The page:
Despite the fact that Herod enjoyed his conversations with John, his hart was hard to the good news of the kingdom. Herod beheads John and gives his head as a gift to his step-daughter, who promptly presents it to Herodias.
This is a sad tale. It is heartbreaking. So why does Mark include this sad and sordid tale? Because one greater than John is here. And if this is what happens to John, then something even worse will happen to Jesus. Mark is dropping hints now that the opposition to Jesus will lead to his death.
The last mention of Herod comes in Luke 23. There, Jesus has been arrested and sent to Herod by Pilate. There we read, “When Herod saw Jesus, he was very glad, for he had long desired to see him, because he had heard about him, and he was hoping to see some sign done by him. 9 So he questioned him at some length, but he made no answer. 10 The chief priests and the scribes stood by, vehemently accusing him. 11 And Herod with his soldiers treated him with contempt and mocked him. Then, arraying him in splendid clothing, he sent him back to Pilate.”
Herod wants to see Jesus. But instead of wanting to see Jesus and talk with him as he had with John, Herod only wants to see Jesus so he can be entertained. He wants Jesus to do miracles and entertain him. But Jesus does not perform for Herod or answer him. He remains silent. And Herod sends him back to Pilate for his crucifixion. Jesus experienced a death worse than John’s. He is publicly flogged, condemned as a common criminal, and crucified before all to see.
Mark is dropping that hint now. And we know that was the plan from all eternity for Jesus to die on the cross in the place of believers. He is hinting about that now.
And he hints at that now because he is saying something incredibly important about discipleship. Notice that very last verse, “The apostles returned to Jesus and told him all that they had done and taught”.
Do you remember the passage we looked at last week? Do you remember the second half of it? Jesus sent the twelve out minister and do as he does. Mark is famous for inserting a story in the middle of the story he is telling. He did that few weeks ago when we looked at Jesus being lord over disease and death. He started telling us the story of Jairus’ daughter who was deathly ill before interrupting that story to tell us about the woman who had been bleeding before returning to Jairus.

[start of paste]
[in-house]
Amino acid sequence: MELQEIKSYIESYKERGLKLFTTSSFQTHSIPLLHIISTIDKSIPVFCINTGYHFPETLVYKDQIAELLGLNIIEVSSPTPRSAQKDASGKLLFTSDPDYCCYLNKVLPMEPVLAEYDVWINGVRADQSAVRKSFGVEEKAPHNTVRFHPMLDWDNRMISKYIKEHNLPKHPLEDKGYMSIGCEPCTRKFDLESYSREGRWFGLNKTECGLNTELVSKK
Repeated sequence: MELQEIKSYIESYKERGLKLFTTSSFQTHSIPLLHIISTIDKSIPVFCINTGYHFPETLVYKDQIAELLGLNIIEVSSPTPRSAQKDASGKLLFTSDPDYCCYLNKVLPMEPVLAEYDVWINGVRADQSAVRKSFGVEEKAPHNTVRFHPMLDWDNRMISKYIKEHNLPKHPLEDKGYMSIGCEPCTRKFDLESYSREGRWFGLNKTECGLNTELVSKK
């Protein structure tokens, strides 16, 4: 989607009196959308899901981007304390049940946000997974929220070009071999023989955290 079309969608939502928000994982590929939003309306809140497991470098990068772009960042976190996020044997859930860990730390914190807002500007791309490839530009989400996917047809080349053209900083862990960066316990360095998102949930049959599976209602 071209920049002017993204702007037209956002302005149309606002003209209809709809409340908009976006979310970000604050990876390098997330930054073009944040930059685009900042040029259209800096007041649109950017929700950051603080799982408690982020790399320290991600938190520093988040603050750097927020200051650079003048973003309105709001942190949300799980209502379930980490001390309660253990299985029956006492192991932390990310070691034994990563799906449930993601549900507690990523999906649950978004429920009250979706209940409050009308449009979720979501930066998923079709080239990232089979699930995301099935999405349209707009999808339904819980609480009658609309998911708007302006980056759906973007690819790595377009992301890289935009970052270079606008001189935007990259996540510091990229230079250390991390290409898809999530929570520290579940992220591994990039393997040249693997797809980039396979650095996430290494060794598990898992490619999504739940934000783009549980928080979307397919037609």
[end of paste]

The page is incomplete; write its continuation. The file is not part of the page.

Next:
Every time that Mark does that, he tips his hand and shows how the first story will end. In the case of Jairus and the woman bleeding, Mark tips his hand that just as the woman was healed and restored so will Jairus’ daughter. Here he is telling us that as disciples of Jesus we need to be prepared that we might die for our faith.
Mark is writing is gospel around 65 A.D. All of the Apostles except John have been killed for their faith. Mark might have even seen his mentor, Peter, crucified upside-down. Maybe he watched in horror as Paul was crucified.
And the first readers of Mark’s gospel would have been known that they could die for their faith. Nero was emperor at this time. He was a cruel and sadistic man. He threw Christians to wild and hungry lions in the Coliseum; he dipped them in oil and tar before burning them alive so that they could light the way to Rome. They knew all too well that following Christ might mean their death.
And that is still true today. Two weeks ago on Easter Sunday, 250 brothers and sisters in Christ were tragically killed. Worshippers in three different Sri Lankan cities were martyred for the faith just as John was. Christians in Sri Lanka are a small minority and they know better than many us that following Christ might mean our death. Those 250 believers gathered two weeks ago to worship the risen Lord prepared to die for the faith but not expecting to.
But the hope of the gospel is that when Christ returns, all who have died in him will be made just like him. Our hope is that even if we are martyred we will rise bodily when Christ returns. Let us as his disciples, those whom he has called to himself, be prepared that following Christ might mean our death.